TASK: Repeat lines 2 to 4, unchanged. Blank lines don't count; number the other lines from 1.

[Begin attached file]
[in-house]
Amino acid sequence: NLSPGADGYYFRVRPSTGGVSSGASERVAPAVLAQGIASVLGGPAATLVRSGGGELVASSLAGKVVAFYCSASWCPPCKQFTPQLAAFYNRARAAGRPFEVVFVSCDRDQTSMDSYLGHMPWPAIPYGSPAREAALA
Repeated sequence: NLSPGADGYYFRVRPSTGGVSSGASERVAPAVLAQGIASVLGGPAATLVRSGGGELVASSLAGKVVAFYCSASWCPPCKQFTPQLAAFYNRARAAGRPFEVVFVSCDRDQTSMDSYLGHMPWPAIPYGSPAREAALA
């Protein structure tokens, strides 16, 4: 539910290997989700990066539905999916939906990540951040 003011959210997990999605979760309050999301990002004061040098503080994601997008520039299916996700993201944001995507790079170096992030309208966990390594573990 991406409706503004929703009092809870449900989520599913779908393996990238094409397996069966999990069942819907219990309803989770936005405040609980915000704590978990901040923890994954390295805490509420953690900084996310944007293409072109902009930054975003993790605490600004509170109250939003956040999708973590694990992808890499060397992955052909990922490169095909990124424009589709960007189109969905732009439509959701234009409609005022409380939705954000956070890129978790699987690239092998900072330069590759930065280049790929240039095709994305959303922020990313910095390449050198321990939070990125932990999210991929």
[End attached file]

Amino acid sequence: NLSPGADGYYFRVRPSTGGVSSGASERVAPAVLAQGIASVLGGPAATLVRSGGGELVASSLAGKVVAFYCSASWCPPCKQFTPQLAAFYNRARAAGRPFEVVFVSCDRDQTSMDSYLGHMPWPAIPYGSPAREAALA
Repeated sequence: NLSPGADGYYFRVRPSTGGVSSGASERVAPAVLAQGIASVLGGPAATLVRSGGGELVASSLAGKVVAFYCSASWCPPCKQFTPQLAAFYNRARAAGRPFEVVFVSCDRDQTSMDSYLGHMPWPAIPYGSPAREAALA
């Protein structure tokens, strides 16, 4: 539910290997989700990066539905999916939906990540951040 003011959210997990999605979760309050999301990002004061040098503080994601997008520039299916996700993201944001995507790079170096992030309208966990390594573990 991406409706503004929703009092809870449900989520599913779908393996990238094409397996069966999990069942819907219990309803989770936005405040609980915000704590978990901040923890994954390295805490509420953690900084996310944007293409072109902009930054975003993790605490600004509170109250939003956040999708973590694990992808890499060397992955052909990922490169095909990124424009589709960007189109969905732009439509959701234009409609005022409380939705954000956070890129978790699987690239092998900072330069590759930065280049790929240039095709994305959303922020990313910095390449050198321990939070990125932990999210991929």